The Quarter 3 crime statistics released by Police Minister General Bheki Cele earlier this year show that all property-related crimes increased by 7.2%. These include burglaries at residential and non-residential properties, theft of motor vehicles and theft out of motor vehicles.
Charnel Hattingh, Group Head of Marketing and Communications at Fidelity ADT, reminds residents that while it is the police’s job to prevent, combat and investigate crime, ordinary citizens must be the allies of law enforcement in eradicating criminality.
“Simple vigilance regarding your home security is one way to do your part and avoid becoming a statistic of any of the above crimes,” she says.
“It is important to note that many more serious crimes take place in a home environment, unfortunately even sexual assault, and murder, if an intruder is able to gain access. Your best defence is to keep criminals out with proper security systems.”
A good exercise to determine whether your home is indeed secure enough is to try to break into it yourself.
Most of us have had to do this at some point when we’ve locked ourselves out of the house, and it can be an eye-opener to realise it is relatively easy to get into a house you believed was perfectly secure.
10 important things to note when evaluating how secure your property and home are:
- Perimeter. Low walls or no walls are asking for trouble. A properly secured perimeter of walling or palisade enhanced with electric fencing and a good gate is your first line of defence.
- Locks. All locks – on gates, doors, garages, sheds – should be of strong, good quality.
- Burglar bars and security gates. These need to be strong and of good quality too. Anything less is simply fooling yourself as criminals know all the tricks when it comes to security gates and burglar bars that are flimsy.
- Doors. Don’t make it easy for a burglar to walk in through the front door. Inspect all exterior doors to make sure the door frames are strong; the hinges are protected and if you have a mail slot make sure nobody can reach in through this and unlock the door. If you move into a new house, change the locks. Reinforce your doors with things like deadbolts, smart locks or a video doorbell.
- Windows. These are a common access point for criminals. Make sure the latches are of good quality and install sensors and burglar bars.
- Lights. Criminals thrive under the cover of darkness so make sure you put them in the spotlight if they come onto your property. Ample outdoor lighting is important. Think motion-sensor lights, solar lights, and smart lighting. If you have lights at your entrance gate, ensure these are always working too.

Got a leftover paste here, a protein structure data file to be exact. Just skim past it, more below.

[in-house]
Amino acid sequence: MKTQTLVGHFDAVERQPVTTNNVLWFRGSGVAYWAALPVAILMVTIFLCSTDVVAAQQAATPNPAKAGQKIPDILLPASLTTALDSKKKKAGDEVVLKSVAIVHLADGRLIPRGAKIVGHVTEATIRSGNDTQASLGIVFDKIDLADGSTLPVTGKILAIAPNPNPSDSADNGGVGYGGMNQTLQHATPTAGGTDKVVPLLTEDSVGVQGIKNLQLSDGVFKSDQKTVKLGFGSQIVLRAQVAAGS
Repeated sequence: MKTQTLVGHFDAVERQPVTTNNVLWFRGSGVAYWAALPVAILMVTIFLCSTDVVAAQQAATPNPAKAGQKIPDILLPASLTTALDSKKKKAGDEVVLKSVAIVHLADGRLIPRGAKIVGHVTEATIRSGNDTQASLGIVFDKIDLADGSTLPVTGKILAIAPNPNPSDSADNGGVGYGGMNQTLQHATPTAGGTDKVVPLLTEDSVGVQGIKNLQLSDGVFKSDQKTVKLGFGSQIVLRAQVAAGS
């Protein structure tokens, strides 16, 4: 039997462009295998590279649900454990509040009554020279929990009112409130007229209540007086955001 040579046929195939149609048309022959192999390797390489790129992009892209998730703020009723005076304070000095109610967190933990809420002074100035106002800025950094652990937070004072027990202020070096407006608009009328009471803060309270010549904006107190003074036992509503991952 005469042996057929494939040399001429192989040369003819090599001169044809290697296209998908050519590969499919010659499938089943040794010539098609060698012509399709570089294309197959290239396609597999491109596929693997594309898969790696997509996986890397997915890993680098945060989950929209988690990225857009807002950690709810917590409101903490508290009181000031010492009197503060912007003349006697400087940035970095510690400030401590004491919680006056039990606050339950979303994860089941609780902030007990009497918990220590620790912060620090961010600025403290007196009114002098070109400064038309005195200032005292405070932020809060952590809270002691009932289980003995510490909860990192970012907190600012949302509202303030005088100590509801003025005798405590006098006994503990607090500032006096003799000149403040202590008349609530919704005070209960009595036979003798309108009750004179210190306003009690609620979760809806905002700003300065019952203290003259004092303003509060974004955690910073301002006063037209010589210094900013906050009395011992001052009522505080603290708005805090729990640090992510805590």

- Hiding places. Trees and shrubs are good curb appeal, but they also provide criminals with a good place to hide. Trim trees and bushes close to the house to give you more visibility of the property.
- Put things away. Don’t tempt an opportunistic criminal by leaving garden furniture, ladders, bicycles, and the like outside. These should always be securely stored away, and outside gates and sheds should be locked.
- Add cameras. Not only are security cameras a deterrent, but they also enable you to quickly determine what is happening on your property in real time if you are not there. You can also easily send footage to your security provider while they are responding to an incident at your home. Cameras should have motion detection, night vision, WiFi capability and be weatherproof.
- Get automated. Home automation turns a regular house into a smart house. You can remotely or on a schedule control lights, smoke alarms, security cameras and other safety devices, as well as get real-time alerts.
“Homeowners must take responsibility for the safety of their family and possessions by regularly evaluating how secure their property is. Don’t neglect things that are not working as they should because this is just the gap a criminal need,” Hattingh says.
“If you’re able to easily break into your own home it may be time to get an expert evaluation of your security systems and do the necessary beefing up to make your home as unattractive as possible for criminals.”